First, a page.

God damn this is a messy oven. And toxic, too. My eyes are burning and my nose is running. I yank off the gloves and leave the kitchen. The smell of oven cleaner about near knocks the breath and air out of me. I go into the empty living room and open the window and inhale the New York air as fast as I can.
I hear a knock on the door and go to peer out the peep hole again. Ugh Crazy Lady. I sigh and open the door. “Hey,” I say. She has her dogs on a leash and they lick their chops and it unsettles me. There is something about these dogs that has always made me uneasy, so I am definitely NOT going to miss these dogs when I am gone. “Did you find the blankets?” she asks. Shoot, need to stall. Need to stall. “What?” I ask. “Blankets. For the animals, you said you’d check…” she says and again she peers into my empty apartment. “Oh I am cleaning the oven. Haven’t had time,” I say. “You cook?” she asks incredulously.
Surely, in the past three years she must have seen me carry bags of sundries home from the organic market, Gristedes and/or Fresh Direct deliveries. She seems to have observed EVERYTHING else about me. “Yes, and I bake too – hence the messy oven,” I snap and as the Super comes into the building from the front door and gives me a look.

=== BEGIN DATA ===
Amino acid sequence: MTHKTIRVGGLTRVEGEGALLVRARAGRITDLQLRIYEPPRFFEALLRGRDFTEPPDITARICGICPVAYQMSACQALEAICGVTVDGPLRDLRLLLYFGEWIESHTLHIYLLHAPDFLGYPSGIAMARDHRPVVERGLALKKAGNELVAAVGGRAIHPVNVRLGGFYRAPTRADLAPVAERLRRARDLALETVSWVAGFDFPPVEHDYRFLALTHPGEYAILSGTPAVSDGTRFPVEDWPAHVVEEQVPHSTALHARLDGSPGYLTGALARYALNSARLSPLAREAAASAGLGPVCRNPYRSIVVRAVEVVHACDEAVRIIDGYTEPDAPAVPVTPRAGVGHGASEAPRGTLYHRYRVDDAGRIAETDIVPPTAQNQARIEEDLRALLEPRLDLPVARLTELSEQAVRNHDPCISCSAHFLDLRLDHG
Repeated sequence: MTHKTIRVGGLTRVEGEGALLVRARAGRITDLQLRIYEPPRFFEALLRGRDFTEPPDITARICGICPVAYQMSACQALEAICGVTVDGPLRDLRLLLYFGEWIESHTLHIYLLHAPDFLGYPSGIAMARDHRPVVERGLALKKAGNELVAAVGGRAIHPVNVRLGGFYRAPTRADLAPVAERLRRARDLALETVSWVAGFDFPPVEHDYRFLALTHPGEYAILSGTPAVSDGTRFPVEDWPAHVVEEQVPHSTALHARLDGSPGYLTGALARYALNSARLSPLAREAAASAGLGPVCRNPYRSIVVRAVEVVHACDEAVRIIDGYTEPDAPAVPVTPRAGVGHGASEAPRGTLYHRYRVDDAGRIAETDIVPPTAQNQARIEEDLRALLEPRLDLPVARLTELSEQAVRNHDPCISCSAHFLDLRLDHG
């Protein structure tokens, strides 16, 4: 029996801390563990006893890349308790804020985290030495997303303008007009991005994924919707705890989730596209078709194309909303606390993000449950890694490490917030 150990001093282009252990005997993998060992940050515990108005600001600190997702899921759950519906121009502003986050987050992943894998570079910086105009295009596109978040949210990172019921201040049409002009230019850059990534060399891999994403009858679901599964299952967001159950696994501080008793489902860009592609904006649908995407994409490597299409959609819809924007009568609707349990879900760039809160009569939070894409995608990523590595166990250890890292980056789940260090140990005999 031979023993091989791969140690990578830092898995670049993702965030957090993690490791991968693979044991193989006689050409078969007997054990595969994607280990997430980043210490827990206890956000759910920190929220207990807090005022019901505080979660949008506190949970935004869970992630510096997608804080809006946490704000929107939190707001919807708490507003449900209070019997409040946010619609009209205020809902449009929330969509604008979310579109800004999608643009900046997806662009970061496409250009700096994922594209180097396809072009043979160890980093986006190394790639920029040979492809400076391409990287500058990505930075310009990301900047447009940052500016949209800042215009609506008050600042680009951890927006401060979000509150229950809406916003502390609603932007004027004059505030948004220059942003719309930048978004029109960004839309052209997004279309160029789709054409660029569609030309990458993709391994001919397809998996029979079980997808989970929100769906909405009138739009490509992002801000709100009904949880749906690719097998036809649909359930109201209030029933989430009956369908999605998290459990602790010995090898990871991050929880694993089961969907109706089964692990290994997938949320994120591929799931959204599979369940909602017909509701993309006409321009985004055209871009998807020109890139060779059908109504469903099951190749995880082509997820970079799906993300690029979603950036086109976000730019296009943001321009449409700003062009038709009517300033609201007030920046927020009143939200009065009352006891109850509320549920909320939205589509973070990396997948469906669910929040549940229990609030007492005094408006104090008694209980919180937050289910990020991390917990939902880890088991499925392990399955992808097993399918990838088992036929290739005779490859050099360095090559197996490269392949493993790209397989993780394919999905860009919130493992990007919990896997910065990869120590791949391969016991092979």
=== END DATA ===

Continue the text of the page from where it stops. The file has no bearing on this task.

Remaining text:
I shut the door and pull the gloves back on and continue cleaning the oven and then move onto the fridge. From there I give the bathroom a good scrub down and sweep the floor. I am ready for the Super to give a once over and then hand in my keys. I yank the gloves off and gather the last bits of trash and then take the garbage to the receptacles alongside the building. I come back into the building and ring the Super’s bell. He opens immediately. “I’m ready for you to inspect the apartment and give back the keys,” I say. OMG. I am starting to get nostalgic. He nods and shuts the door. We take the elevator one floor up and go back into my apartment. I hang out in the living room while he goes from room to room, inspecting. He goes into the kitchen. I can hear him opening the cupboards, fridge and oven.
He comes back, a smile on his face and shakes his head. “That fridge looks brand new on the inside,” he says, clearly impressed. I nod. “So, here the keys,” I say and hand them to him. I open the hall closet and pull on my backpack filled with cleaning supplies and then gather my dry cleaning.
We walk out together and onto the sidewalk. “Well, if you come back this way – say hello,” he says. I nod. He gives me a hug, which is very sweet. And I head to the A train. I feel a rebirth coming and on and I don't plan on coming back.